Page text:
The Soviet era, in general, began with great sentiments (ideas) and wonderful feelings. It was modern, new, living in a new way. We enacted equality before everyone else, for men and women. We were ahead of the rest. At first. There was such growth there, Malevich and Kandinsky ... They influenced abstract art in America. That was a time when people lived their dreams. Only then ... we regressed. In that period, the client was the government, so a strong school of work was required.
Now, our clients are ordinary people. And they're pretty, um ... uneducated; they have no taste. They usually want awful, ridiculous things. So we didn't like working with clients, and we gave it up.
And this is how I came to portraits. I just got hired to do one from friends. Someone needed a portrait. I said "I don't know, I don't do them." But I gave it a shot. After all, they had taught us; we had learned how to hold a pencil in our hands. So, I tried it. In my opinion, I don't think it was that great; it turned out badly. But the client liked it, and paid money. And then I thought: I should just work at home, I have a refrigerator nearby, sandwiches, coffee, a sofa there, a computer, I can watch YouTube. Why the hell should I climb on the wall somewhere making monuments? Making monumental art practically turns you into a construction worker. It's hard; you have to carry the cement. And here, you sit around at home in comfort, working.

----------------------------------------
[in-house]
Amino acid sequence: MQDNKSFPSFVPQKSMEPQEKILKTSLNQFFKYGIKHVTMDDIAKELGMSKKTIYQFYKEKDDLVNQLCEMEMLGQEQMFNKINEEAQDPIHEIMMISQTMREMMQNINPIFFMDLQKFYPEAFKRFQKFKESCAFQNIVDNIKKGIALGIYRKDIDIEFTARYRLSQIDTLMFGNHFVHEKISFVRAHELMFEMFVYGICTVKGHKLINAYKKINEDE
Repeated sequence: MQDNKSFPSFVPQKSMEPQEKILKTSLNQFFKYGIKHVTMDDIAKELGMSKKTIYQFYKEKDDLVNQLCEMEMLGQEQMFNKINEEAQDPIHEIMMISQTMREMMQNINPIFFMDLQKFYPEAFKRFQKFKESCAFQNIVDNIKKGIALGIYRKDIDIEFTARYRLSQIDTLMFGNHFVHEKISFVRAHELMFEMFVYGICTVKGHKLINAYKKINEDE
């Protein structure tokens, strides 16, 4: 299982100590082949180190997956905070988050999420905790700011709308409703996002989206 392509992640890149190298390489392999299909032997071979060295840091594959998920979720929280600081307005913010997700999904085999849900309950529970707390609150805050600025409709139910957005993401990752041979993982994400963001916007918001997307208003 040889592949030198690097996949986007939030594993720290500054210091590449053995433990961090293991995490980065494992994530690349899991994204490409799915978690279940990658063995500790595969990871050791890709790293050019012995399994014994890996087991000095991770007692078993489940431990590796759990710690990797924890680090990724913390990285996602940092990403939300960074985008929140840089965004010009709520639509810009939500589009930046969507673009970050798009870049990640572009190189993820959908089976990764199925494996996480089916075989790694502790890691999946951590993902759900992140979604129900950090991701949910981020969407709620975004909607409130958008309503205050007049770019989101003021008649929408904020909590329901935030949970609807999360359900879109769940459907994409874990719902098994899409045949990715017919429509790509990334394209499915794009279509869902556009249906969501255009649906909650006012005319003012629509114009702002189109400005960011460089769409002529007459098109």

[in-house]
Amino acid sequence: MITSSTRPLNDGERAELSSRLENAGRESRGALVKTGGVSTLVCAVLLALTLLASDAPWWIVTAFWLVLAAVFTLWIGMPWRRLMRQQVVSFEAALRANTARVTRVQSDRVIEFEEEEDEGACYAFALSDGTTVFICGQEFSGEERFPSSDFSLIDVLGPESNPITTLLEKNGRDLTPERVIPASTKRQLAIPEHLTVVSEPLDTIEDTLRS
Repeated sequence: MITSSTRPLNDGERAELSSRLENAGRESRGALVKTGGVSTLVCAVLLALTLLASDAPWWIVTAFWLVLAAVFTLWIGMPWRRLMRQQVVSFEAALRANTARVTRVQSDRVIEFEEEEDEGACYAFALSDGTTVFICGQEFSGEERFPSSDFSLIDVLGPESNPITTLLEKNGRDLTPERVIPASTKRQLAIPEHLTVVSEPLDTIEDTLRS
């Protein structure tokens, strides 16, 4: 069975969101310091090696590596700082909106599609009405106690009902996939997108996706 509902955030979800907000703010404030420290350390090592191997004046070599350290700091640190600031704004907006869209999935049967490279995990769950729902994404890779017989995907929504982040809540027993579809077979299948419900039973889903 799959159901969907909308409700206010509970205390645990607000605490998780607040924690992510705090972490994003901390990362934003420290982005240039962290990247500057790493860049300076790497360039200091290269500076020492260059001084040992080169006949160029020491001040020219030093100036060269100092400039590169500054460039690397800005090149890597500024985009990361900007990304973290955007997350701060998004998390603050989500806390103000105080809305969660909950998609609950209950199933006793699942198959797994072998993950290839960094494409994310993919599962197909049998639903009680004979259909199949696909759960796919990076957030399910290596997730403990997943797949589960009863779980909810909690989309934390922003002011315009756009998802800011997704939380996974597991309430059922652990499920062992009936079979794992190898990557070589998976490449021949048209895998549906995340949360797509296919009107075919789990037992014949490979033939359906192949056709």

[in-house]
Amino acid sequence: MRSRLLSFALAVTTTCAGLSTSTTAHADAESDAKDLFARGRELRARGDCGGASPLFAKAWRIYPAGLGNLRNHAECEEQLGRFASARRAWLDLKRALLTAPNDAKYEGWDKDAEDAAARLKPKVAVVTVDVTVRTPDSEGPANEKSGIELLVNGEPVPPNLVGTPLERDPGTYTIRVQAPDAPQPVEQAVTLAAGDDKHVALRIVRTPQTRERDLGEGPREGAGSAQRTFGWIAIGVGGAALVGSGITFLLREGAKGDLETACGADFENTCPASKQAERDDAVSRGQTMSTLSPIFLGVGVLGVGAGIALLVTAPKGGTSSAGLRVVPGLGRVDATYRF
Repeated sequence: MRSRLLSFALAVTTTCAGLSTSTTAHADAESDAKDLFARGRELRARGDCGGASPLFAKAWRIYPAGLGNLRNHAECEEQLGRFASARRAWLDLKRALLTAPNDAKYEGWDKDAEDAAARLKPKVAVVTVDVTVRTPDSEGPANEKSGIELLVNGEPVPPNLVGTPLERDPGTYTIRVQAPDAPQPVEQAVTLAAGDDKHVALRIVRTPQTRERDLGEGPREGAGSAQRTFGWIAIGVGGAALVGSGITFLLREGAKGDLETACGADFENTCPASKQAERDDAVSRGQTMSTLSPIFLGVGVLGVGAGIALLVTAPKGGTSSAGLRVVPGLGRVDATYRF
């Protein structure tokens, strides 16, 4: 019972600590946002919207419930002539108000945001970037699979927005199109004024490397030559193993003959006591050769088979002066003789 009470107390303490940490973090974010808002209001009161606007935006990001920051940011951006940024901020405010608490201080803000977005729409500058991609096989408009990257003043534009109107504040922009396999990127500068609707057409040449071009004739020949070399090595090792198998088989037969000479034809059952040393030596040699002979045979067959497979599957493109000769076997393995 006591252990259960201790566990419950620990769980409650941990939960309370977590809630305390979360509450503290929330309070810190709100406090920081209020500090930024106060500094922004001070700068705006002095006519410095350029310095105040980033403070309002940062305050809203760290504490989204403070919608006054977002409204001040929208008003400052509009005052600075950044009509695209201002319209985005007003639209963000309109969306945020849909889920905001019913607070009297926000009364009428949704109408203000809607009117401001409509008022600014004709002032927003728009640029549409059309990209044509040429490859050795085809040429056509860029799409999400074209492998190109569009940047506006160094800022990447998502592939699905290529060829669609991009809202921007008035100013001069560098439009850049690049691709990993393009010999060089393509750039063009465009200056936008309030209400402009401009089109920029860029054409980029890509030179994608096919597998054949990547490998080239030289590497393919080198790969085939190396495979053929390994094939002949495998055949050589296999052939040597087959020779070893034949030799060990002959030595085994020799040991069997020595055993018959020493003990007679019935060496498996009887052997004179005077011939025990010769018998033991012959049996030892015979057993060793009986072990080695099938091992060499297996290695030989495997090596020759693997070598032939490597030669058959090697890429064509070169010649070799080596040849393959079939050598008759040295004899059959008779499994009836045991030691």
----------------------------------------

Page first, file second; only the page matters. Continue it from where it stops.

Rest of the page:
So we started this business, making portraits (painting). Again, I started the business with a friend, threw up a business plan, a marketing plan, looked for customers, got everything ready. At first we had very few orders; we could hardly survive, you could say. But it was very interesting, we had a lot of enthusiasm.